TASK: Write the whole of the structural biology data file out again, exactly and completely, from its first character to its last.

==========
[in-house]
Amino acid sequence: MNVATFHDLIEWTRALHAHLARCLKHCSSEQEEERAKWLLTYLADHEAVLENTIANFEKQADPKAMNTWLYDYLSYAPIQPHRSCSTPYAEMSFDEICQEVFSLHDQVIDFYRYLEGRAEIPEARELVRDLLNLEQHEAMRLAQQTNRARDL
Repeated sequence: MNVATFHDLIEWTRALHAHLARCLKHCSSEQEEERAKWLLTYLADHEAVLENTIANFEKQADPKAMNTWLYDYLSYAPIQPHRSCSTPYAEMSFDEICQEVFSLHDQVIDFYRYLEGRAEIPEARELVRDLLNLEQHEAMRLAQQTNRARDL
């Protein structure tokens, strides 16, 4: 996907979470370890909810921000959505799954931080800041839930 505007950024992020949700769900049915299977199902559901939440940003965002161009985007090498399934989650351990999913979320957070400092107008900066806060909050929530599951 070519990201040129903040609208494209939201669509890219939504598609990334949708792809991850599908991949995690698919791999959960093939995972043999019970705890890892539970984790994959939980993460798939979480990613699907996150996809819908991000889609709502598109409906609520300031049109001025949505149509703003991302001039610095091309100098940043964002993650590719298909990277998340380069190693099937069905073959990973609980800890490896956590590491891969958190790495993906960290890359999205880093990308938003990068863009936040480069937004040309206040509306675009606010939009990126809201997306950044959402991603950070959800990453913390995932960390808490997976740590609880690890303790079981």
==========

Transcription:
[in-house]
Amino acid sequence: MNVATFHDLIEWTRALHAHLARCLKHCSSEQEEERAKWLLTYLADHEAVLENTIANFEKQADPKAMNTWLYDYLSYAPIQPHRSCSTPYAEMSFDEICQEVFSLHDQVIDFYRYLEGRAEIPEARELVRDLLNLEQHEAMRLAQQTNRARDL
Repeated sequence: MNVATFHDLIEWTRALHAHLARCLKHCSSEQEEERAKWLLTYLADHEAVLENTIANFEKQADPKAMNTWLYDYLSYAPIQPHRSCSTPYAEMSFDEICQEVFSLHDQVIDFYRYLEGRAEIPEARELVRDLLNLEQHEAMRLAQQTNRARDL
């Protein structure tokens, strides 16, 4: 996907979470370890909810921000959505799954931080800041839930 505007950024992020949700769900049915299977199902559901939440940003965002161009985007090498399934989650351990999913979320957070400092107008900066806060909050929530599951 070519990201040129903040609208494209939201669509890219939504598609990334949708792809991850599908991949995690698919791999959960093939995972043999019970705890890892539970984790994959939980993460798939979480990613699907996150996809819908991000889609709502598109409906609520300031049109001025949505149509703003991302001039610095091309100098940043964002993650590719298909990277998340380069190693099937069905073959990973609980800890490896956590590491891969958190790495993906960290890359999205880093990308938003990068863009936040480069937004040309206040509306675009606010939009990126809201997306950044959402991603950070959800990453913390995932960390808490997976740590609880690890303790079981």